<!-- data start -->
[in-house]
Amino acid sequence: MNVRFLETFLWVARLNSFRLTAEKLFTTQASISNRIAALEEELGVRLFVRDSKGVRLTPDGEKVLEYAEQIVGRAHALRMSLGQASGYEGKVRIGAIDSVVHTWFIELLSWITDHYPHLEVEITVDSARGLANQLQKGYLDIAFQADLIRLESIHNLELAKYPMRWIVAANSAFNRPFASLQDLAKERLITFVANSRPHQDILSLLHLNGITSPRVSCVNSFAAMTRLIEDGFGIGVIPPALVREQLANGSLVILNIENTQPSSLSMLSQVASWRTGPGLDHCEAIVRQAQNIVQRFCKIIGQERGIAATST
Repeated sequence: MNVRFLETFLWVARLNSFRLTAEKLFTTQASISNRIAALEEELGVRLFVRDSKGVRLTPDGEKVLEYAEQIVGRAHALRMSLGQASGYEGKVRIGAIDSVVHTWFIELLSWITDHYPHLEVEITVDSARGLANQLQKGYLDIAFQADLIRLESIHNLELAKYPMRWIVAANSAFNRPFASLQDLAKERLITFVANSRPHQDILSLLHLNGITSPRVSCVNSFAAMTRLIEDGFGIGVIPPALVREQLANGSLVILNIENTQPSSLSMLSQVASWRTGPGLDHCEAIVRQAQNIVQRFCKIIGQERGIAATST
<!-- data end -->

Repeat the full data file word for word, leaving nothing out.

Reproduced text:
[in-house]
Amino acid sequence: MNVRFLETFLWVARLNSFRLTAEKLFTTQASISNRIAALEEELGVRLFVRDSKGVRLTPDGEKVLEYAEQIVGRAHALRMSLGQASGYEGKVRIGAIDSVVHTWFIELLSWITDHYPHLEVEITVDSARGLANQLQKGYLDIAFQADLIRLESIHNLELAKYPMRWIVAANSAFNRPFASLQDLAKERLITFVANSRPHQDILSLLHLNGITSPRVSCVNSFAAMTRLIEDGFGIGVIPPALVREQLANGSLVILNIENTQPSSLSMLSQVASWRTGPGLDHCEAIVRQAQNIVQRFCKIIGQERGIAATST
Repeated sequence: MNVRFLETFLWVARLNSFRLTAEKLFTTQASISNRIAALEEELGVRLFVRDSKGVRLTPDGEKVLEYAEQIVGRAHALRMSLGQASGYEGKVRIGAIDSVVHTWFIELLSWITDHYPHLEVEITVDSARGLANQLQKGYLDIAFQADLIRLESIHNLELAKYPMRWIVAANSAFNRPFASLQDLAKERLITFVANSRPHQDILSLLHLNGITSPRVSCVNSFAAMTRLIEDGFGIGVIPPALVREQLANGSLVILNIENTQPSSLSMLSQVASWRTGPGLDHCEAIVRQAQNIVQRFCKIIGQERGIAATST